When asked to imagine the future, most people look towards an age of computers. A time where sophisticated systems automatically perform tasks and functions. As automation, and artificial intelligence (AI) continues to grow in popularity and prevalence, it leaves room for interesting consideration into the future growth in developing countries. Whether artificial intelligence will pose a threat or a new opportunity to these developed regions.
Often posed to academics and economists, this question brings some interesting ideas. In the developed world, people can already use AI systems to boost productivity. In contrast, low-wage repetitive jobs constitute most developed country jobs. This makes it very easy for AI to replace this easy rule-based jobs with robots. Manufacturing jobs within the car industry are already being replaced by robots.
It has been considered by many that as technology continues to increase in influence on the global economy, growing inequality between the developed and undeveloped countries will only increase. This idea has only been reinforced by poorer countries who are finding it harder to attract and retain workers. As artificial technologies only increase in popularity and scope, the decline in undeveloped countries job competitiveness only increases.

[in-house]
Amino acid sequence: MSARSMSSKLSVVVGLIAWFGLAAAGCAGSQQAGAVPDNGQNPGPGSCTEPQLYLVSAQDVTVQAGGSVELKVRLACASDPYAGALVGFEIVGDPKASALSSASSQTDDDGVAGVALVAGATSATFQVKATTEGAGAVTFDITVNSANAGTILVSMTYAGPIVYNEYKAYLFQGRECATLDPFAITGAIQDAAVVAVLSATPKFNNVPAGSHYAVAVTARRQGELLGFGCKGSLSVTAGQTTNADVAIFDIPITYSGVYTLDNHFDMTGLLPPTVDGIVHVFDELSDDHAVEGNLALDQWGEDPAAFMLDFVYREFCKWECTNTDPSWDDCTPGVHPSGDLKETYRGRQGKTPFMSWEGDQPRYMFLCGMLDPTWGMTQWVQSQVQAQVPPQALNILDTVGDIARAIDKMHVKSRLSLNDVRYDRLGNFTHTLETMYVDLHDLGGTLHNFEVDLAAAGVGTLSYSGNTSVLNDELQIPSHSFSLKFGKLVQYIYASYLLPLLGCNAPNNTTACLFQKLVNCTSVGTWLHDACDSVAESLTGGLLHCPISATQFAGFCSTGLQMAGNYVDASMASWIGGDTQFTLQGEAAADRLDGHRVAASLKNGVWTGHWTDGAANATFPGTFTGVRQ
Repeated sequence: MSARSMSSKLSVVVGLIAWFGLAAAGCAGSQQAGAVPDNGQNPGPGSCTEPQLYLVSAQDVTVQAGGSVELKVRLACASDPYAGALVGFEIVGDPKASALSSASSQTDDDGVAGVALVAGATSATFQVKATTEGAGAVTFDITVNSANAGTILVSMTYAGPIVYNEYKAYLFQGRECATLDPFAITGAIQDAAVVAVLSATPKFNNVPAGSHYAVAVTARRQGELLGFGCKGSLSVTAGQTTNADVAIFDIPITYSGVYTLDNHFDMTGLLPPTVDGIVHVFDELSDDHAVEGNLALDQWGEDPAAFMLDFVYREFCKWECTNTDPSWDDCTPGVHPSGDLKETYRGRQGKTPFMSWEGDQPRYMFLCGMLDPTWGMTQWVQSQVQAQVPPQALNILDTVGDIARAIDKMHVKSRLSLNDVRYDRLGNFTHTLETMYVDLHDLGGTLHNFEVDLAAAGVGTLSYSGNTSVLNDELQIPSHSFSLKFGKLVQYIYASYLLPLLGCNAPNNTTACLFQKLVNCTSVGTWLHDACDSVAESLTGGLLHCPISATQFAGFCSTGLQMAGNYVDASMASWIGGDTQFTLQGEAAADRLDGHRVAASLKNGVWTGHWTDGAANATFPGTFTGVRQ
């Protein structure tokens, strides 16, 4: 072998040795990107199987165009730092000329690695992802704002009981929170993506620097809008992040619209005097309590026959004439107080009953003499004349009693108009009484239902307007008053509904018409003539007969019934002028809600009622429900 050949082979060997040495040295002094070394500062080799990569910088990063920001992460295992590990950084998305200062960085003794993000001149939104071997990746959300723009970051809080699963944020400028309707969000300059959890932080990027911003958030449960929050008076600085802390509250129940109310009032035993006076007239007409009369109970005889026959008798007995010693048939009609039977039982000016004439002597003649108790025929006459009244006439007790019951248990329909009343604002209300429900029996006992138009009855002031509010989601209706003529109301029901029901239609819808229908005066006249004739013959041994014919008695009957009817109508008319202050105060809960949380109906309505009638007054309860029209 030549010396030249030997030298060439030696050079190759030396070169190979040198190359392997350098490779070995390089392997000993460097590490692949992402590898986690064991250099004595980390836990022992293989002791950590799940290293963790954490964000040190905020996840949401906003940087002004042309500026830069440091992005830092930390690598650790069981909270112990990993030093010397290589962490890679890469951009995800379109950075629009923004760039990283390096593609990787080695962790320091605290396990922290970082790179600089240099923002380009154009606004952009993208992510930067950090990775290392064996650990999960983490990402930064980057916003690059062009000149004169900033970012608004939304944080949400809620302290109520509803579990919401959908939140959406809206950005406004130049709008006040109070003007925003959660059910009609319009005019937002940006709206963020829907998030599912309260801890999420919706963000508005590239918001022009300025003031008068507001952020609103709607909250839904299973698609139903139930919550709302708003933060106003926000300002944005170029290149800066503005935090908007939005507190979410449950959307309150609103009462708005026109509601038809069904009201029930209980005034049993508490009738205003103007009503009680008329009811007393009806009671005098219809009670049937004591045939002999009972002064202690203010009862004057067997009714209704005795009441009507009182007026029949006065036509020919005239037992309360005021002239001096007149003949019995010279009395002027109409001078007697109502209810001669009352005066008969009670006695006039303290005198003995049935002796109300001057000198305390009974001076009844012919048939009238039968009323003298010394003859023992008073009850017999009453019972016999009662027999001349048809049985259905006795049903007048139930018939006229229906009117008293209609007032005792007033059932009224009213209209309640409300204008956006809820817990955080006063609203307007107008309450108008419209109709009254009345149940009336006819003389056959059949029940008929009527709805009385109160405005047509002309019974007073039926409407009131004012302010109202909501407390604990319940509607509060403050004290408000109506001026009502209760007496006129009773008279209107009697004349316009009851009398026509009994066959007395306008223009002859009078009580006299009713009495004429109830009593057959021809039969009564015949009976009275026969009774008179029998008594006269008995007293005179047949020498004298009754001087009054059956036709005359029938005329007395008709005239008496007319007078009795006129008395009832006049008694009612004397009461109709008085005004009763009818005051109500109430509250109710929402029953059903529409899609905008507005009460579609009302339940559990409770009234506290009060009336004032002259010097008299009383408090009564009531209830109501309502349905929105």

With these implications in mind, artificial intelligence could possibly be the most revolutionary technology to emerge this century. It has such a wide variety of use cases, so broadly applicable.
On the other hand, many choose to focus on the inverse with job creation always resulting in response to some sort of event or situation. Artificial intelligence will bring more focus on educational pursuits to developing nations. Consequently, domestic policy makers should be wise in their consideration of these issues.
Kevin has been contributing to multiple news websites since 2015. He started his blog back in 2016 tackling technology and business tips. His passion towards journalism and sharing relevant information with global readers pushed his to take journalism major at Boston University. He is now a full-time contributor to Kev’s Best.